Lilienthal, however, remained glacially unimpressed by his formidable opponent’s reputation and delivered a death blow to the mighty Cuban in a sparkling game featuring a sublime queen sacrifice.  (When Bobby Fischer noticed Lilienthal in the audience at his 1992 return match against Boris Spassky in Yugoslavia, Fischer greeted him, “Pawn e5 takes f6!”)
Back to the USSR
Lilienthal stayed in Russia after he played in the Moscow Tournament in 1935. He worked as a chess trainer to the trade unions and became a Soviet citizen in 1939.
He gave large simultaneous exhibitions. In 1935 in the Moscow Gorky Park, he tied the then world record, held by Frank Marshall (Montreal, 1922) by playing 155 players simultaneously. Lilienthal writes: “The play had already progressed considerably, when it began to rain. Within seconds 150 large black umbrellas were stretched over the chessboards. Finally I also got an umbrella, which a young man held over me. He accompanied me from board to board for about 5 to 6 hours. This helpful boy was Yuri Averbakh.” Averbakh also was one of the 12 players who won against Lilienthal.  Interestinlgy, today GM Averbakh (b. 1922) holds the title of doyen, the senior member among world’s GM elite.
Lilienthal was not a professional in the modern sense. Looking at his games we had the impression that an interesting position or a game meant more to him than a win (of course for the modern top players a win is the only thing that matters). Maybe this attitude prevented Lilienthal from achieving even better results. 
He won (+8-0=11) the 12th USSR Championship in 1940 (his best tournament result), together with Bondarevsky, leaving behind Smyslov, Keres, Boleslavsky and Botvinnik.
From 1951 to 1960, Lilienthal trained Petrosian, who became the ninth world champion in 1963. He also acted as Smyslov’s coach during his world championship matches with Botvinnik in 1954, 1957 and 1958.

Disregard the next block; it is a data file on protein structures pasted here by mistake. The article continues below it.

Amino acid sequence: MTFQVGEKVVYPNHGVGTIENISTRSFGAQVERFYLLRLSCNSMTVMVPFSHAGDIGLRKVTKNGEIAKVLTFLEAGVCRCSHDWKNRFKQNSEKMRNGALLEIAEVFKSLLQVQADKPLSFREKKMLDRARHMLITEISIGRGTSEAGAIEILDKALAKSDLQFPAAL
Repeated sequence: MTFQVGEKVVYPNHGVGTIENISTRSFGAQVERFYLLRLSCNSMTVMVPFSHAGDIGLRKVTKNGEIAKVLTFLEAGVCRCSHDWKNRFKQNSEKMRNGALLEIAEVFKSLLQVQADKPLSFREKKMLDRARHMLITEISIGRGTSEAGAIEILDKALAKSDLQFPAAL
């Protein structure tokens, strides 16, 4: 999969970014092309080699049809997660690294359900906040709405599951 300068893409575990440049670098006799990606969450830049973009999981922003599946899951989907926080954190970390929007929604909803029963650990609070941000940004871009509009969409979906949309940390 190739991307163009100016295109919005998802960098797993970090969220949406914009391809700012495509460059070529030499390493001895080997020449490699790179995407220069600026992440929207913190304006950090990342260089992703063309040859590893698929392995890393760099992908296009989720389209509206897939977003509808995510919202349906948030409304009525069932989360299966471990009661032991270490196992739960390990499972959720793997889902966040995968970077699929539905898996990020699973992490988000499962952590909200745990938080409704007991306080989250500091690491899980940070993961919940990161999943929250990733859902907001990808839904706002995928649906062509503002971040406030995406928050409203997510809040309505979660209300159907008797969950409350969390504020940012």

Lilienthal moved back to Hungary in 1976. He was a much loved and highly respected member of the global chess community. His chess wisdom and experience were admired for their depth and insights. His good nature and a great sense of humor made him a subject of many chess anecdotes and legends.
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We will see some anecdotes from his Russian book in upcoming posts.Follow @chessContact
1. Andor Lilienthal: Chess grandmaster, by Raymond Keene (www.impalapublications.com)
2. Andor Lilienthal – The last Chess Romantic, by Gregory Serper (www.chess.com)
3. Andor Lilienthal, a Chess Grandmaster, Dies at 99 (NewYork Times)
4. Andor Arnoldovich Lilienthal, 1911 – 2010 (www.chessbase.com)
5. Andor Lilienthal and His Contribution to the History of Modern Chess (www.chesscafe.com)
Chess is a clash of interests between two independent and irreconcilable wills. Each will is trying to impose itself on the other and win the chess war.
So how do you impose your will on the opponent in any competitive situation?
Offensively toward the aim
Offensive action is the most effective and decisive way to achieve a defined goal. Selection and maintenance of a single, unambiguous objective is one of the master warfare principles. It’s the centerpiece of any successful action on the chessboard, or elsewhere. Offense is a practical way to seize and hold the initiative and gain some advantage for it.
All actions on the chessboard are based on either taking the initiative or reacting in response to the opponent. The two cannot exist separately. The same goes with a related pair: attack and defense. One party to a conflict must take initiative, or attack. The other one must respond, or defend. Without that there would be no conflict.
Tactical nature of the initiative
Where does the initiative come from? It comes from active piece play, superiority of force, or lead in development, for example. It’s generated by an idea coming from the specifics of the position with the objective to gain some advantage out of it. It “looks for some general goals, such as gaining control of maneuvering space, maintaining the tension, keeping the opponent busy and reserving plenty of attacking options for oneself,” Euwe & Kramer, The Middlegame. Over time it should bring some concrete results and get you a more specific material or positional advantage for it: an open line, better pawn formation, or ultimately, a direct mate attack.